Monday, January 13, 2014

Monday morsels: birds of hope

I attended the funeral of a friend's dad on the weekend.  At the service, the pastor focused on hope. Afterward I was thinking about that subject and pondering two of my favourite poems -- both of which are about hope, and about birds.  So I thought I'd share them here today; they seem appropriate to the start of a new year.


Hope is the thing with feathers (by Emily Dickinson)

Hope is the thing with feathers -
That perches in the soul -
And sings the tune without the words -
And never stops - at all -

And sweetest - in the Gale - is heard -
And sore must be the storm -
That could abash the little Bird
That kept so many warm -

I’ve heard it in the chillest land -
And on the strangest Sea -
Yet - never - in Extremity,
It asked a crumb - of me.


The Darkling Thrush (by Thomas Hardy)

I leant upon a coppice gate
      When Frost was spectre-grey,
And Winter's dregs made desolate
      The weakening eye of day.
The tangled bine-stems scored the sky
      Like strings of broken lyres,
And all mankind that haunted nigh
      Had sought their household fires.

The land's sharp features seemed to be
      The Century's corpse outleant,
His crypt the cloudy canopy,
      The wind his death-lament.
The ancient pulse of germ and birth
      Was shrunken hard and dry,
And every spirit upon earth
      Seemed fervourless as I.

At once a voice arose among
      The bleak twigs overhead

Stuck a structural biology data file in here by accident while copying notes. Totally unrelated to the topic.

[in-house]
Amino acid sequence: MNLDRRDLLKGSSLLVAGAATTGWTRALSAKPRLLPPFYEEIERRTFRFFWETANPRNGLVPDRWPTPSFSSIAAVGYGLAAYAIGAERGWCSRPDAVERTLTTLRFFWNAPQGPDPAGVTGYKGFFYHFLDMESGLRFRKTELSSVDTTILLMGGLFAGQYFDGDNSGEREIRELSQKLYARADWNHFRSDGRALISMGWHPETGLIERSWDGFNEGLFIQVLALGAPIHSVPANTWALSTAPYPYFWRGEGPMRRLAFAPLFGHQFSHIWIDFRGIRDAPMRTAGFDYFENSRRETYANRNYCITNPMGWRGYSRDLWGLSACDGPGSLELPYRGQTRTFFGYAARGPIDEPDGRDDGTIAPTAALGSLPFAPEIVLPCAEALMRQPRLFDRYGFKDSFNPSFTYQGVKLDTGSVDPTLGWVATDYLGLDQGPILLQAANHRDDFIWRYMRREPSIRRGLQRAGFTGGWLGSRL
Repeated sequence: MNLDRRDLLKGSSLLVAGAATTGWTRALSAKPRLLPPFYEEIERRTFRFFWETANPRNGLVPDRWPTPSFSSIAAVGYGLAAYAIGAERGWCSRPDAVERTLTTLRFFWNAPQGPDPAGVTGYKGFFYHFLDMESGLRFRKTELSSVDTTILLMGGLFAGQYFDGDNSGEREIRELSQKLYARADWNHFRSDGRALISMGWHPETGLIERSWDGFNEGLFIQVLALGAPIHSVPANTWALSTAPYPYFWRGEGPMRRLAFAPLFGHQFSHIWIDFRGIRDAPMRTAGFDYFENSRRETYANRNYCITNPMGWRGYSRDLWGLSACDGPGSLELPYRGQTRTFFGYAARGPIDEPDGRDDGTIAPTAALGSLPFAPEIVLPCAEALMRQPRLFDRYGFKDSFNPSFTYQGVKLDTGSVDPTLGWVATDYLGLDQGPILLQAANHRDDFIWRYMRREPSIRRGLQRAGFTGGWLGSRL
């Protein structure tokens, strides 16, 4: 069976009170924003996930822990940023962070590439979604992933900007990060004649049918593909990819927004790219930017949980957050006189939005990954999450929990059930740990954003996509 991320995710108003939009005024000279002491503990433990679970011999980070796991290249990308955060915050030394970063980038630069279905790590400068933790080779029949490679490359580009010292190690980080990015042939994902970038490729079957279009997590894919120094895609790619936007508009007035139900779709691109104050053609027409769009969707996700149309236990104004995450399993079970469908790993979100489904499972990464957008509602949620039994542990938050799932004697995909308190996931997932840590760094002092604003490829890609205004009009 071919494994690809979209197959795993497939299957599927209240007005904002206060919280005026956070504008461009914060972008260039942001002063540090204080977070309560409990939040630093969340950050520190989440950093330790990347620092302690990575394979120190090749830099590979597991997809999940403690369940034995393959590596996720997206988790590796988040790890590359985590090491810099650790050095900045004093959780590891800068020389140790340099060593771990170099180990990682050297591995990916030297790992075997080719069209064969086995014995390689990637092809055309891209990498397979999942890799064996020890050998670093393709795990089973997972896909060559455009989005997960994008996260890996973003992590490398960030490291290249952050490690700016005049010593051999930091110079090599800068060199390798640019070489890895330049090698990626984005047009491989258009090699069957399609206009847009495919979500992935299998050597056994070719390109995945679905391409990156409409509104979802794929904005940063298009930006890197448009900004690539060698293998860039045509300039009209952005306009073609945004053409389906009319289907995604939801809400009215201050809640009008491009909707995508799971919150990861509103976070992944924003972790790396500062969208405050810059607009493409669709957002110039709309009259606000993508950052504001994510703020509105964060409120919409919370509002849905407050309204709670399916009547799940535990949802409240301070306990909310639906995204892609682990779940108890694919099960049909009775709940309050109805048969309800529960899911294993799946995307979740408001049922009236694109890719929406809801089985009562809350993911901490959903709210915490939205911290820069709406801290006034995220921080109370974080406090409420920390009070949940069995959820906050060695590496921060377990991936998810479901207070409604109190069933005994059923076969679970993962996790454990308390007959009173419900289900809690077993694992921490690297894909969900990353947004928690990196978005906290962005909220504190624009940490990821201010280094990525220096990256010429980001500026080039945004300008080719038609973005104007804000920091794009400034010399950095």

In a full-hearted evensong
      Of joy illimited;
An aged thrush, frail, gaunt, and small,
      In blast-beruffled plume,
Had chosen thus to fling his soul
      Upon the growing gloom.

So little cause for carolings
      Of such ecstatic sound
Was written on terrestrial things
      Afar or nigh around,
That I could think there trembled through
      His happy good-night air
Some blessed Hope, whereof he knew
      And I was unaware. 



  1. What an interesting take the two poets have on hope and the bird metaphor, Jeannie. One uses the bird as the hopeful one, and the other personifies hope as the bird itself.

    I wonder at Dickinson's portrayal of hope as never asking a crumb from us. Hope might actually require much of us in some instances, might it not? Now you're making my brain work, Jeannie.

    1. That's the part of the poem that really makes me think, too. And I agree: hope might require a tremendous amount of trust or sacrifice from us. Or maybe it is a personification of God, who does everything for us (even hopes for us) when we can do nothing for ourselves. It sure is a wonderful poem, though.

      KSP writes about Hardy's poem in Booked; do you remember that part? How sad that Hardy had no hope for himself -- he could only view it in another creature who he realized could see something he couldn't.


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